As of October 5, 2013, we’ve upgraded our storage testing system to a Z87/Haswell testing platform. All SSDs used for comparison here have been updated to the latest firmware as of October 2013. Performance tests from storage reviews prior to that date should not be compared to our latest reviews.

System CyberPowerPC Gamer Xtreme 4200
CPU Intel Core i7 4770K
Motherboard ASUS Z87-A
Memory Kingston HyperX Genesis 16GB DDR3 2133MHz
Graphics Intel HD4600 Graphics
Storage OCZ Vertex 4 256GB
Power Supply Corsair HX650
Case HSPC High Speed Tech Station
Optical Drive ASUS OEM DVD Drive
Operating System Windows 8 64 bit & CentOS 6.4

Special thanks to CyberPowerPCKingston, OCZ Technology and HSPC for sponsoring our test bench!

Crystal Disk Info

SanDisk Extreme PRO 480GB


Today’s review will be on the SanDisk Extreme PRO 480GB SATA SSD with the firmware X21000RL. Like the SanDisk Extreme II, the SanDisk Extreme PRO is fairly full featured, supporting SMART monitoring, NCQ (Native Command Queueing), TRIM, and the ultra low power DevSleep state.

Unfortunately, SanDisk decided not to include more modern self encryption features such as TCG Opal 2.0 or IEEE-1667. These features are however available on SanDisk’s business/professional series SSDs such as the SanDisk X300s.

[section label=5. ATTO Disk Benchmark / AS SSD / Crystal Disk Mark]

SanDisk Extreme PRO 480GB Performance

ATTO Disk Benchmark v2.46

ATTO Disk Benchmark is one of the industry’s oldest and most popular benchmarks for testing disk read/write speeds. This benchmarks allows read and write testing using predefined block sizes and gives us a good idea of read/write speeds with different sized files. Most SSD manufacturers prefer using this benchmark when advertising SSDs as it tests using compressible data, which tends to yield best performance.


Performance Analysis

As the usual with practically every modern enthusiast SSD these days, the SanDisk Extreme PRO is capable of up to 562MB/s sequential reads and 523MB/s sequential writes in ATTO Disk Benchmark.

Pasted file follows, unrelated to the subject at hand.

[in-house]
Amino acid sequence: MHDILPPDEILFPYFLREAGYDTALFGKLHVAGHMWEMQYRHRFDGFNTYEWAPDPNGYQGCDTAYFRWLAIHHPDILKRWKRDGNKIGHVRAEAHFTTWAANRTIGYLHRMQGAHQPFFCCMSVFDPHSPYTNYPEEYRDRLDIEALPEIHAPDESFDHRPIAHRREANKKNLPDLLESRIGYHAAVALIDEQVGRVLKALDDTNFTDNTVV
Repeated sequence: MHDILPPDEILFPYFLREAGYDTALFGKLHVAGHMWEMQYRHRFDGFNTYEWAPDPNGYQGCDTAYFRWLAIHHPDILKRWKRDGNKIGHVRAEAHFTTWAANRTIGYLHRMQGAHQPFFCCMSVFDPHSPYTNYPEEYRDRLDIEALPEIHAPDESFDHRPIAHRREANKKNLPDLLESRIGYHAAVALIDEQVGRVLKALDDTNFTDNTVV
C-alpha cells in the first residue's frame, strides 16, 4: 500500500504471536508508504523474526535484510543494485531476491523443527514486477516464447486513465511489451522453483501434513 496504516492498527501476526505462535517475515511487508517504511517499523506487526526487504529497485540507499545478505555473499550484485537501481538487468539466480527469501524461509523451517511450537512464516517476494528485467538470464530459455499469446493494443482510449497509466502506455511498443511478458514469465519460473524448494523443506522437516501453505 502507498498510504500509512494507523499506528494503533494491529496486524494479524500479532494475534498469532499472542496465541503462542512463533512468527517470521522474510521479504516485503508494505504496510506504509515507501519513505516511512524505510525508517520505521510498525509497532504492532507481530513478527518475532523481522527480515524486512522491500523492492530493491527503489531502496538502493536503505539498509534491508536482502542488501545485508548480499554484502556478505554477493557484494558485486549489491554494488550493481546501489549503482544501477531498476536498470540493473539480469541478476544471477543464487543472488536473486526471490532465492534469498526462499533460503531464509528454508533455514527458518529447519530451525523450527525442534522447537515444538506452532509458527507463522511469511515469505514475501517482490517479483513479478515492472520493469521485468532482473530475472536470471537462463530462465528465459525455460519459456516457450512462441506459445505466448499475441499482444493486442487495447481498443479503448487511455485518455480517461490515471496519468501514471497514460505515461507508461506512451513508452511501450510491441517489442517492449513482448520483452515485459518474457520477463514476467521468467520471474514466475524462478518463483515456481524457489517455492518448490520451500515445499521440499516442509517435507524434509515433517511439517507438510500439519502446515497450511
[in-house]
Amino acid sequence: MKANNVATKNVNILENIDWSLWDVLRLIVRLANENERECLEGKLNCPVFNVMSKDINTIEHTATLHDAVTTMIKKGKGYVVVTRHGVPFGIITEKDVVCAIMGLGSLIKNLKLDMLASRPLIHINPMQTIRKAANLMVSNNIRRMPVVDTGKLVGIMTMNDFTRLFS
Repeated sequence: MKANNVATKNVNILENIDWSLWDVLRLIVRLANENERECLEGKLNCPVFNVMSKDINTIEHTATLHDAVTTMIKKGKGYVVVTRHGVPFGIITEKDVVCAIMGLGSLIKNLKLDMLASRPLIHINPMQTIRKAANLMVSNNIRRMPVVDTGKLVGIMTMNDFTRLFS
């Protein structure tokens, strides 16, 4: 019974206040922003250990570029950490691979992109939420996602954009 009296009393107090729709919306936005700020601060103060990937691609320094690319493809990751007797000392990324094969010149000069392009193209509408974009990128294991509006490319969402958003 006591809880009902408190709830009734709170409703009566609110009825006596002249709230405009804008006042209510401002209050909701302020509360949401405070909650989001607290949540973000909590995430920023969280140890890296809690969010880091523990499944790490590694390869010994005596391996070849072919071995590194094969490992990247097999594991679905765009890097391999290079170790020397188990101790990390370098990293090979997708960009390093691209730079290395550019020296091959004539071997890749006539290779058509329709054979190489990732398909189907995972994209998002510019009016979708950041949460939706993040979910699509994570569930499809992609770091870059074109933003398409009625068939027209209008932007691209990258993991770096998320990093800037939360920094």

AS SSD Benchmark

AS SSD is a very commonly used benchmark used to measure SSD performance in a number of categories. Here, tests are run using incompressible data at QD1. It also outputs a final score at the conclusion of the test based off the read and write performance of the drive.



Performance Analysis

AS SSD results were fantastic as well with the drive pulling ~500MB/s sequential reads/writes and 37/119 MB/s 4K random reads/writes.


Crystal Disk Mark 3.0.1 x64

Crystal Disk Mark is another popular benchmark which allows us to measure both sequential read/write speeds as well as random read/write speeds. With this benchmark, tests can be run using both random fill (incompressible data) and 0 fill (compressible data). Realistically in typical computer usage scenarios, data being transferred will consist of a mixture of both incompressible and compressible data.


Performance Analysis

Crystal Disk Mark mirrors the results in AS SSD. 512K and 4K random performance is very high, which is something that sets enthusiast products apart from mainstream/budget SSDs.

[section label=6. PC Mark 7 / PC Mark 8]

SanDisk Extreme PRO 480GB Performance

PC Mark 7 Storage Benchmark

The PC Mark 7 storage benchmark evaluates the SSD under many different real world environments such as gaming, multimedia editing, etc. This closely represents the SSD’s performance under real world situations.



Performance Analysis

In PC Mark 7, the SanDisk Extreme PRO doesn’t do as well as some of the SSDs designed for lighter workloads. It does however beat its predecessor, the SanDisk Extreme II.


PC Mark 8 Expanded Storage Benchmark